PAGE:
Integration Testing III - Integration Testing in MODX using the Codeception Db Module

Using MODX as a fixture to do integration testing with the Codeception Db module


In the previous article in this series, we installed the MODX CMS in the test directory and created a Codeception fixture to make the $modx object available in our tests. In this one, we'll create some tests that use MODX and test the MODX modUser object. We'll also see Codeception's Db module in action, and we'll look at utility functions in Codeception.


MODX logo

This article assumes that you've installed and configured Codeception, PhpUnit, and MODX as described in the previous articles. The test files and classes are available at GitHub here.


The modUser Class

In previous articles, we've been testing various versions of our own User class. Since we now have the MODX CMS installed, we're going to switch over to testing the MODX modUser class. The modUser class does not store profile information like email, phone, etc., those are stored in another table. The fields of the modUser class here. Many of the fields are not required.

We've skipped testing our own User class save() method, but now that we're doing integration testing, we'll test that method of the modUser object. To do that, we're going to need some way to access the database that's independent of the system we're testing.


The Codeception Db Module

The Codeception Db module provides a simple way to communicate with several common database platforms. Before we go much further, let's enable that Db module. The first step is to install it.

Enter this command in your terminal:

composer require codeception/module-db 1.* --dev

Once the Db module has been installed, we need to enable it in one of the Codeception configuration (.yml files. Add this code to the integration.suite.yml file:

modules:
    enabled:
        - \Helper\Integration
        - Db:
            dsn: 'mysql:host=localhost;dbname=test'
            user: 'JoeTester'
            password: 'TesterPassword'

            # dump: 'tests/_data/test.sql'
            # populate: true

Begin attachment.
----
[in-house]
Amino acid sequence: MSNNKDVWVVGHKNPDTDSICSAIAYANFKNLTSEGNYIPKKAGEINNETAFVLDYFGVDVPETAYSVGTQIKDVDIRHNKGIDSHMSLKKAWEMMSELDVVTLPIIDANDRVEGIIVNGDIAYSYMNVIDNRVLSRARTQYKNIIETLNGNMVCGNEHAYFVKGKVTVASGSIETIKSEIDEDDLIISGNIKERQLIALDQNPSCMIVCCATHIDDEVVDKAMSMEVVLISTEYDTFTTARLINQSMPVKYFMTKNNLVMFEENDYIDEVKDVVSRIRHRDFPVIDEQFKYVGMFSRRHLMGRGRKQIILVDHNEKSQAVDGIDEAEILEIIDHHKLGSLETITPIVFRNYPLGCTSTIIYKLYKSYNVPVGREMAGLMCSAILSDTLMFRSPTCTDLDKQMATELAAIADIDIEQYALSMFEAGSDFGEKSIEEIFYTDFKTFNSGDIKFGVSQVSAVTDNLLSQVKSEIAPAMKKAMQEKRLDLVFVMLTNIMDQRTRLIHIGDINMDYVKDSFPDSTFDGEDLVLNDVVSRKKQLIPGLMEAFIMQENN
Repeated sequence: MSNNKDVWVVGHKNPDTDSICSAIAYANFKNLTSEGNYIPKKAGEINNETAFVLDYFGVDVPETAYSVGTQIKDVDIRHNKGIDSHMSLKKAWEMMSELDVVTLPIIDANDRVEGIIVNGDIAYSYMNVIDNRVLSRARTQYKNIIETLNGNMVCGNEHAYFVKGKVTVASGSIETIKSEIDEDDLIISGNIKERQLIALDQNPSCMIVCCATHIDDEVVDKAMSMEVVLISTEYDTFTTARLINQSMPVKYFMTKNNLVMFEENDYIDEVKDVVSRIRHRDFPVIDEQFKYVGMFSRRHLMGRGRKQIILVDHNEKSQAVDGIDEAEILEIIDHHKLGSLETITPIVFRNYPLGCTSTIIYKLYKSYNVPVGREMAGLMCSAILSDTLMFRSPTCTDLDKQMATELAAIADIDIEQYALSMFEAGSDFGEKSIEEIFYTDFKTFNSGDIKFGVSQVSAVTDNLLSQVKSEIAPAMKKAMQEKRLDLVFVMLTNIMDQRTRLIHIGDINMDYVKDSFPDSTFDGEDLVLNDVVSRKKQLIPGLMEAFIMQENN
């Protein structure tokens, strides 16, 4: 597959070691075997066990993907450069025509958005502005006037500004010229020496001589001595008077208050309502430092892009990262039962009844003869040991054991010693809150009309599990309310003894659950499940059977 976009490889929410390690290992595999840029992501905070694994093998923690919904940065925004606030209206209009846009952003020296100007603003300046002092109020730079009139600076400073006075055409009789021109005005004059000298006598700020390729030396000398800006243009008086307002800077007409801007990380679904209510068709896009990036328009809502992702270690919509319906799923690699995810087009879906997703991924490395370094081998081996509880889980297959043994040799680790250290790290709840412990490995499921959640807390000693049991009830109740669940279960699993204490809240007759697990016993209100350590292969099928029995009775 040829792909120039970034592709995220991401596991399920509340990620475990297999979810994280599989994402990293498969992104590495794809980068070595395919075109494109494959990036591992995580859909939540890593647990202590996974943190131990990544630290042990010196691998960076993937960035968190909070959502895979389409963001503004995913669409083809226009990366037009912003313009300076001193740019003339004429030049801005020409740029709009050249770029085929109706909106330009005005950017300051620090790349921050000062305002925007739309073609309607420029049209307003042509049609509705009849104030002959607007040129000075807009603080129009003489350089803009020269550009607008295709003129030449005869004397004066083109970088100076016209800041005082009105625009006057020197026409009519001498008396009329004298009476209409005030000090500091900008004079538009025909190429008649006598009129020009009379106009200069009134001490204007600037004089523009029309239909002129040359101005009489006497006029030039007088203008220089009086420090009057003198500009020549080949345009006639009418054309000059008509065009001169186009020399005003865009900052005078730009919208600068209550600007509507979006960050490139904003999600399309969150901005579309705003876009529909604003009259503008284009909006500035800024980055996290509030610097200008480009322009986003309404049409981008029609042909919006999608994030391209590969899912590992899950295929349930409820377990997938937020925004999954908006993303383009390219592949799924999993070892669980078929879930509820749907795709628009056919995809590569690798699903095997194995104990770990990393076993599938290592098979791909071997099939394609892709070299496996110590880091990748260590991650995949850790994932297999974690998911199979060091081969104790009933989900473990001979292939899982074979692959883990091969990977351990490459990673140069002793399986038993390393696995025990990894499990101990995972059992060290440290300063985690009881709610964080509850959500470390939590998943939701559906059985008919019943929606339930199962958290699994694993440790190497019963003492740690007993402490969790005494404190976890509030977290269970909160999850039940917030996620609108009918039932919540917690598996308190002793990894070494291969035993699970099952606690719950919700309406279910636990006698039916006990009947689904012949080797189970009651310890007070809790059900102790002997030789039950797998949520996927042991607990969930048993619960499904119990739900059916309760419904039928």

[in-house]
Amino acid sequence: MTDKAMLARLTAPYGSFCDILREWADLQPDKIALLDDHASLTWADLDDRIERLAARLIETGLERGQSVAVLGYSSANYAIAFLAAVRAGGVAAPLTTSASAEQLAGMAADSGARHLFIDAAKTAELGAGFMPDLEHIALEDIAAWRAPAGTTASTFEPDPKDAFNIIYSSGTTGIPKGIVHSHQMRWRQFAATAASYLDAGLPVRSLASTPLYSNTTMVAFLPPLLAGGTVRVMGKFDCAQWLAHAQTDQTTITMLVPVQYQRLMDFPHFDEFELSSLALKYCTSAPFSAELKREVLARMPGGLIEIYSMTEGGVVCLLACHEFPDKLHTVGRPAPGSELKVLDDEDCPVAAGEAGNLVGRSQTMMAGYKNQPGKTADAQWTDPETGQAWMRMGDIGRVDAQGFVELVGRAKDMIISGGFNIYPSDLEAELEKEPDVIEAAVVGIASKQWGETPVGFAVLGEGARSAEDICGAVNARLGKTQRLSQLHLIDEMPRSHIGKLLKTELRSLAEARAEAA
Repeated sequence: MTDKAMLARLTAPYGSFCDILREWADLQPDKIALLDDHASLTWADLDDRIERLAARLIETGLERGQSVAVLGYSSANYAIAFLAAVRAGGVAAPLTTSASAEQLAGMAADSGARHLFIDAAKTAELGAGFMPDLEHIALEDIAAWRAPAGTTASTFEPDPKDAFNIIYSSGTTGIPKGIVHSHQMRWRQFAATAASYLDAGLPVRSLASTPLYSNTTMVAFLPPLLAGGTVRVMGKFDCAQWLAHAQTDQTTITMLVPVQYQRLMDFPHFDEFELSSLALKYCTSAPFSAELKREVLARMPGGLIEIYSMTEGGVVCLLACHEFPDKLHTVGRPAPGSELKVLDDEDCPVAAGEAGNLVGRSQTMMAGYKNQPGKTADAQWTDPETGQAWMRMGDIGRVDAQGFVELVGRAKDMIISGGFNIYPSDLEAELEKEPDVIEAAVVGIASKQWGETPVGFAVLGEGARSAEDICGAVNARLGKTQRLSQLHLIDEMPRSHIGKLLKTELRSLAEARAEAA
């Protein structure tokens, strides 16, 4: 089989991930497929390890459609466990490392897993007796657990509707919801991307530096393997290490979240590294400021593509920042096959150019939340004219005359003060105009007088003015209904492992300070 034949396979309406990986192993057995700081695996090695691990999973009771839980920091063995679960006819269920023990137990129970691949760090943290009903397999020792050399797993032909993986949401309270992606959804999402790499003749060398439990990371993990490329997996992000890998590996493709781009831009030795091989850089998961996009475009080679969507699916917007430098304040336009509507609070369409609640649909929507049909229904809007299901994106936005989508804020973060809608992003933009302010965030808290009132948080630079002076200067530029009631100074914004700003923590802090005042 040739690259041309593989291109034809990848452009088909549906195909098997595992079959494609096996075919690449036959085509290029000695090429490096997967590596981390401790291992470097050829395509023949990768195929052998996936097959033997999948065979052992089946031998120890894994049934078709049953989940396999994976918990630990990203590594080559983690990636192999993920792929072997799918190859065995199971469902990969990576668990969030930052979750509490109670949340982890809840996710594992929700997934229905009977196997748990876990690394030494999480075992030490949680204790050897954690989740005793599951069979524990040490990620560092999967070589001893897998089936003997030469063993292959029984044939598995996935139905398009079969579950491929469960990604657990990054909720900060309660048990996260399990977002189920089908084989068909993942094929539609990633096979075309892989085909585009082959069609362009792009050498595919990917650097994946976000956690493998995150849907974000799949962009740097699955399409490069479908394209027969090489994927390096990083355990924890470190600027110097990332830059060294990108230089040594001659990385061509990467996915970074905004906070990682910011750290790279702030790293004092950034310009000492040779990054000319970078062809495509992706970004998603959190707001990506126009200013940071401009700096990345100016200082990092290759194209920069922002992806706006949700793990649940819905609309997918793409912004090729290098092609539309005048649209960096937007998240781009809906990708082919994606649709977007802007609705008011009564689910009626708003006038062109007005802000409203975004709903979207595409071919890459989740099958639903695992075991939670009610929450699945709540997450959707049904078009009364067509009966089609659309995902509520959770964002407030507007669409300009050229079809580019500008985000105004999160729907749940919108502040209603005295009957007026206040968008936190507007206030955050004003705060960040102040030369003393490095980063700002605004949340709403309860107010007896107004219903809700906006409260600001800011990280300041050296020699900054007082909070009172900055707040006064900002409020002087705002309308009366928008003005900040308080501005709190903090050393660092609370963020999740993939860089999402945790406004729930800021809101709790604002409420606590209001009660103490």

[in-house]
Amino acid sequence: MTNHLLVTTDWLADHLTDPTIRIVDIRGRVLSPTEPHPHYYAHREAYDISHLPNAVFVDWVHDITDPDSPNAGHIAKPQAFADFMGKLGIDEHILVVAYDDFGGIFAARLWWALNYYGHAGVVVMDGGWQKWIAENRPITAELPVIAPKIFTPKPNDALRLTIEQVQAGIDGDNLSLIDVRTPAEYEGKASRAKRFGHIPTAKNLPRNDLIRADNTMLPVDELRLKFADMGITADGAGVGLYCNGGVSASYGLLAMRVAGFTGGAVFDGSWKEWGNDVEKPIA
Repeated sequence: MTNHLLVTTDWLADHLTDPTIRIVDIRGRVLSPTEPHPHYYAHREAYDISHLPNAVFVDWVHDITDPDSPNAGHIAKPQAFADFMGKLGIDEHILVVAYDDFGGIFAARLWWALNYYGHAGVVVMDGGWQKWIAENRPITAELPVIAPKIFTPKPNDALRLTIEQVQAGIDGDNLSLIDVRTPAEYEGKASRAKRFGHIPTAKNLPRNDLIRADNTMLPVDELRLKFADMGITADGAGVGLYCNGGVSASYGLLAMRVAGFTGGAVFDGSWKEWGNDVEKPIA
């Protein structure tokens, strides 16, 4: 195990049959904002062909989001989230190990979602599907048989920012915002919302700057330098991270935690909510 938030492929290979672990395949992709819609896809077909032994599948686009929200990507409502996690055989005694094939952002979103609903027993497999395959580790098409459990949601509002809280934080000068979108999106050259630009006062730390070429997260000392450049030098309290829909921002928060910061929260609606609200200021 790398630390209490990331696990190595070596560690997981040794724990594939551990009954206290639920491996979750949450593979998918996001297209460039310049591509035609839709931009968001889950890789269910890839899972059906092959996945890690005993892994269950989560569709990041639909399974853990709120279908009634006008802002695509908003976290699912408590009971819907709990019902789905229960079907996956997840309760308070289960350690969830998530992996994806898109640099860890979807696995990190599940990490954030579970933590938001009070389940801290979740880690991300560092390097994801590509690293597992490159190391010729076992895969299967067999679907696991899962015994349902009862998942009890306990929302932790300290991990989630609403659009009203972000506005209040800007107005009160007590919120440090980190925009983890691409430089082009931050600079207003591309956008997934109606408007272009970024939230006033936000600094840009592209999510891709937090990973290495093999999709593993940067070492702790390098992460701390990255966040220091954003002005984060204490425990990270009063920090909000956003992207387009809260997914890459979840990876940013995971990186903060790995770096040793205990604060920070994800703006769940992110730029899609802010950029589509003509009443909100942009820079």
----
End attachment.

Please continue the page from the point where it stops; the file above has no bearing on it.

# cleanup: true
            # reconnect: true
            # waitlock: 30

The configuration code above makes the methods of the Codeception Db class available to the actor used in the tests. We'll come back to that when we look at the test code.

Remember that in the previous article, we set up a MODX database called test with the credentials listed above. Follow the steps in that article if you haven't done so already.

Create the new test file and do a build by issuing these commands in the _build directory:

codecept generate:test integration T8_UserDb
codecept build

The build step is primarily to make sure Codeception knows to attach the methods of the Db module to the actor used in our test (IntegrationTester). Running build isn't always necessary, but it never hurts, and it will also clean up some temporary files created by the testing platform.


T8_UserDbTest.php File

Replace the content T8_UserDbTest.php file in the _build/tests/integration directory with this code (also available at GitHub - here):

<?php
use Codeception\Util\Fixtures;

class T8_UserDbTest extends \Codeception\Test\Unit
{
    /**  @var $tester IntegrationTester */
    protected $tester;

    /** @var modX $modx */
    public $modx;

    protected $usernames = array(
        'User1','User2',
    );

    protected function _before()
    {
        $this->modx = Fixtures::get('modx');
        assertTrue($this->modx instanceof modX);
        $this->_removeUsers($this->modx, $this->usernames);
    }

    protected function _after()
    {
        $this->_removeUsers($this->modx, $this->usernames);
    }


    /**
     * @param modX $modx
     * @param array $usernames
     */
    protected function _removeUsers($modx, $usernames) {

        foreach($usernames as $username) {
            $user = $modx->getObject('modUser', array('username' => $username));
            if ($user) {
                $user->remove();
            }
        }
    }
    // tests
    public function testWorking()
    {
        $I = $this->tester;
        assertTrue(true);